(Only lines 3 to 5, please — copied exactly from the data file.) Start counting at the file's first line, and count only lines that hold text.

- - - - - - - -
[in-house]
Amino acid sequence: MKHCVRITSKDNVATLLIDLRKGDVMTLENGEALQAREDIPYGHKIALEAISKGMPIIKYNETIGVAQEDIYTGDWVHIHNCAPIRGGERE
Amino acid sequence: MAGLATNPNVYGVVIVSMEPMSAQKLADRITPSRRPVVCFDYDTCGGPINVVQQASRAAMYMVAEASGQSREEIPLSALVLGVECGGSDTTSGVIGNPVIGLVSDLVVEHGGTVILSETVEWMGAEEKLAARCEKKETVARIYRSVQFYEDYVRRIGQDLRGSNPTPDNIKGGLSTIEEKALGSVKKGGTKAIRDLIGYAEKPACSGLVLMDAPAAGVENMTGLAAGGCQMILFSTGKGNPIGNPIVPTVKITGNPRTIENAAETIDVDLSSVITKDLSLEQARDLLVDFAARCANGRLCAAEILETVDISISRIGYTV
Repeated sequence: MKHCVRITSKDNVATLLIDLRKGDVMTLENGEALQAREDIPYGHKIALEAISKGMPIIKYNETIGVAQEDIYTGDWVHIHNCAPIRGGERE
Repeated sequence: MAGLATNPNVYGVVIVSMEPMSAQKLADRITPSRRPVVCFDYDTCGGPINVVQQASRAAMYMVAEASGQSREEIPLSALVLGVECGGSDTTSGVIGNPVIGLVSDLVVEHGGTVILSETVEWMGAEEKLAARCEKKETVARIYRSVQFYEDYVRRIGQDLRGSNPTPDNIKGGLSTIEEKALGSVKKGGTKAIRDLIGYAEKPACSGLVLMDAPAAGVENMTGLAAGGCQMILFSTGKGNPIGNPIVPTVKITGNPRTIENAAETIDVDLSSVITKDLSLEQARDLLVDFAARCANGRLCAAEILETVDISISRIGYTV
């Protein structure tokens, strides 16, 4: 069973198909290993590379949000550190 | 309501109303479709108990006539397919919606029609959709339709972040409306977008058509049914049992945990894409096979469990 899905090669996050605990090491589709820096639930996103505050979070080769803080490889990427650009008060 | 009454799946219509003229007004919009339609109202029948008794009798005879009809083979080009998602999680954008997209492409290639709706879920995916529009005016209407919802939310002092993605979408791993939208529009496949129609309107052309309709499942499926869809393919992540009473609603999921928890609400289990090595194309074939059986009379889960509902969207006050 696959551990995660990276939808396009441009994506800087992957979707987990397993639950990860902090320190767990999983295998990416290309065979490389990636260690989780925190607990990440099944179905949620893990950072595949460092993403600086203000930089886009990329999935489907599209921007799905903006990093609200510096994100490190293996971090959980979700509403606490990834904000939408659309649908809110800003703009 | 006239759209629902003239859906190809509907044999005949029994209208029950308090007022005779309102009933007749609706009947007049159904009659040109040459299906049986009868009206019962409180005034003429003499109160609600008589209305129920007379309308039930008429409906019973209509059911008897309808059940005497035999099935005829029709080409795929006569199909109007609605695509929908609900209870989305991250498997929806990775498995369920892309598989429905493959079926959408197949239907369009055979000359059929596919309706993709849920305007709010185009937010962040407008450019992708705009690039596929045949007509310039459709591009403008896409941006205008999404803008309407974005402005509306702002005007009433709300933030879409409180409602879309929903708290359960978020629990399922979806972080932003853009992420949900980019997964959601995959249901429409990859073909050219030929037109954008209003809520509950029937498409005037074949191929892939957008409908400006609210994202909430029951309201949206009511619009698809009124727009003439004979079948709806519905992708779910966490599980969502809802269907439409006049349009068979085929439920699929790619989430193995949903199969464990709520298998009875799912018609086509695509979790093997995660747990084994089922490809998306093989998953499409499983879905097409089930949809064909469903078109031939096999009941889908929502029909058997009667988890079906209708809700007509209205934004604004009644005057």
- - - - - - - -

Amino acid sequence: MAGLATNPNVYGVVIVSMEPMSAQKLADRITPSRRPVVCFDYDTCGGPINVVQQASRAAMYMVAEASGQSREEIPLSALVLGVECGGSDTTSGVIGNPVIGLVSDLVVEHGGTVILSETVEWMGAEEKLAARCEKKETVARIYRSVQFYEDYVRRIGQDLRGSNPTPDNIKGGLSTIEEKALGSVKKGGTKAIRDLIGYAEKPACSGLVLMDAPAAGVENMTGLAAGGCQMILFSTGKGNPIGNPIVPTVKITGNPRTIENAAETIDVDLSSVITKDLSLEQARDLLVDFAARCANGRLCAAEILETVDISISRIGYTV
Repeated sequence: MKHCVRITSKDNVATLLIDLRKGDVMTLENGEALQAREDIPYGHKIALEAISKGMPIIKYNETIGVAQEDIYTGDWVHIHNCAPIRGGERE
Repeated sequence: MAGLATNPNVYGVVIVSMEPMSAQKLADRITPSRRPVVCFDYDTCGGPINVVQQASRAAMYMVAEASGQSREEIPLSALVLGVECGGSDTTSGVIGNPVIGLVSDLVVEHGGTVILSETVEWMGAEEKLAARCEKKETVARIYRSVQFYEDYVRRIGQDLRGSNPTPDNIKGGLSTIEEKALGSVKKGGTKAIRDLIGYAEKPACSGLVLMDAPAAGVENMTGLAAGGCQMILFSTGKGNPIGNPIVPTVKITGNPRTIENAAETIDVDLSSVITKDLSLEQARDLLVDFAARCANGRLCAAEILETVDISISRIGYTV